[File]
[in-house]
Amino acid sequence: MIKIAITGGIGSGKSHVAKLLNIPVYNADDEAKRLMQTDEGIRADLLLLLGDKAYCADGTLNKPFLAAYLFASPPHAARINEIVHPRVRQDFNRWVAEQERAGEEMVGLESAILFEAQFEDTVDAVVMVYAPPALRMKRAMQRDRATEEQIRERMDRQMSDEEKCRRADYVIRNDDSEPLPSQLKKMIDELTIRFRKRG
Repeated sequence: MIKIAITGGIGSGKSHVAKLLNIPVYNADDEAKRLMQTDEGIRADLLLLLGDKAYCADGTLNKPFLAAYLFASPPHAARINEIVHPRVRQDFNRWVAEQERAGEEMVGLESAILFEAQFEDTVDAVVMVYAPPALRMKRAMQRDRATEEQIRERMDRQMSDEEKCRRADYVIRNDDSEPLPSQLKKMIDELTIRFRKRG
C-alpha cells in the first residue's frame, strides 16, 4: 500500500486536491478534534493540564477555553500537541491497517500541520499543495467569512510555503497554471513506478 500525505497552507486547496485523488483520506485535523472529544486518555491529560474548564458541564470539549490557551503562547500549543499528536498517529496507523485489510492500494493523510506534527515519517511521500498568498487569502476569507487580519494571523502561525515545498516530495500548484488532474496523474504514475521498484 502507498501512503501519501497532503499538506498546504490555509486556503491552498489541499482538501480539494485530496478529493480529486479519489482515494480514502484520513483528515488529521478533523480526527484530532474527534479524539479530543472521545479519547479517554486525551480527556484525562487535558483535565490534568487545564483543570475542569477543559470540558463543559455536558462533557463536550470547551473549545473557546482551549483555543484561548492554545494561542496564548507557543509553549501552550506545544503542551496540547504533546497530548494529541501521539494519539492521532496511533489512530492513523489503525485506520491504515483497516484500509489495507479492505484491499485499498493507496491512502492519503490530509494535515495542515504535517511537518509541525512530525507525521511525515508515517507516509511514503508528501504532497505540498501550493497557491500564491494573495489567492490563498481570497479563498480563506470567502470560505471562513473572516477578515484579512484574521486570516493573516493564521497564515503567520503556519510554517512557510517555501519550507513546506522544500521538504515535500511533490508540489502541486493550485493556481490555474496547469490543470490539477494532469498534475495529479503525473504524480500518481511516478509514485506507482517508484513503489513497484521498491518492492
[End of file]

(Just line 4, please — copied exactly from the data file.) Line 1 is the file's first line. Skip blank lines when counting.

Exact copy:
C-alpha cells in the first residue's frame, strides 16, 4: 500500500486536491478534534493540564477555553500537541491497517500541520499543495467569512510555503497554471513506478 500525505497552507486547496485523488483520506485535523472529544486518555491529560474548564458541564470539549490557551503562547500549543499528536498517529496507523485489510492500494493523510506534527515519517511521500498568498487569502476569507487580519494571523502561525515545498516530495500548484488532474496523474504514475521498484 502507498501512503501519501497532503499538506498546504490555509486556503491552498489541499482538501480539494485530496478529493480529486479519489482515494480514502484520513483528515488529521478533523480526527484530532474527534479524539479530543472521545479519547479517554486525551480527556484525562487535558483535565490534568487545564483543570475542569477543559470540558463543559455536558462533557463536550470547551473549545473557546482551549483555543484561548492554545494561542496564548507557543509553549501552550506545544503542551496540547504533546497530548494529541501521539494519539492521532496511533489512530492513523489503525485506520491504515483497516484500509489495507479492505484491499485499498493507496491512502492519503490530509494535515495542515504535517511537518509541525512530525507525521511525515508515517507516509511514503508528501504532497505540498501550493497557491500564491494573495489567492490563498481570497479563498480563506470567502470560505471562513473572516477578515484579512484574521486570516493573516493564521497564515503567520503556519510554517512557510517555501519550507513546506522544500521538504515535500511533490508540489502541486493550485493556481490555474496547469490543470490539477494532469498534475495529479503525473504524480500518481511516478509514485506507482517508484513503489513497484521498491518492492